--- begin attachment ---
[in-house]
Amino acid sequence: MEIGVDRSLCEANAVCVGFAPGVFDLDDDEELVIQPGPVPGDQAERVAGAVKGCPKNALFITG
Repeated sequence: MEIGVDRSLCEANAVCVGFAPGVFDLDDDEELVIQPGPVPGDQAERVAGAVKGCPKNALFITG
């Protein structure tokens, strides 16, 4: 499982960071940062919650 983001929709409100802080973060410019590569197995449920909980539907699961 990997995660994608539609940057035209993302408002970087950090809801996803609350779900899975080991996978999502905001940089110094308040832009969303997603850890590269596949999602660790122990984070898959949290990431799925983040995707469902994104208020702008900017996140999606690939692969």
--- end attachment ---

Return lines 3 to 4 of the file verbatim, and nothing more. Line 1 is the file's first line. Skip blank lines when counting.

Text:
Repeated sequence: MEIGVDRSLCEANAVCVGFAPGVFDLDDDEELVIQPGPVPGDQAERVAGAVKGCPKNALFITG
């Protein structure tokens, strides 16, 4: 499982960071940062919650 983001929709409100802080973060410019590569197995449920909980539907699961 990997995660994608539609940057035209993302408002970087950090809801996803609350779900899975080991996978999502905001940089110094308040832009969303997603850890590269596949999602660790122990984070898959949290990431799925983040995707469902994104208020702008900017996140999606690939692969």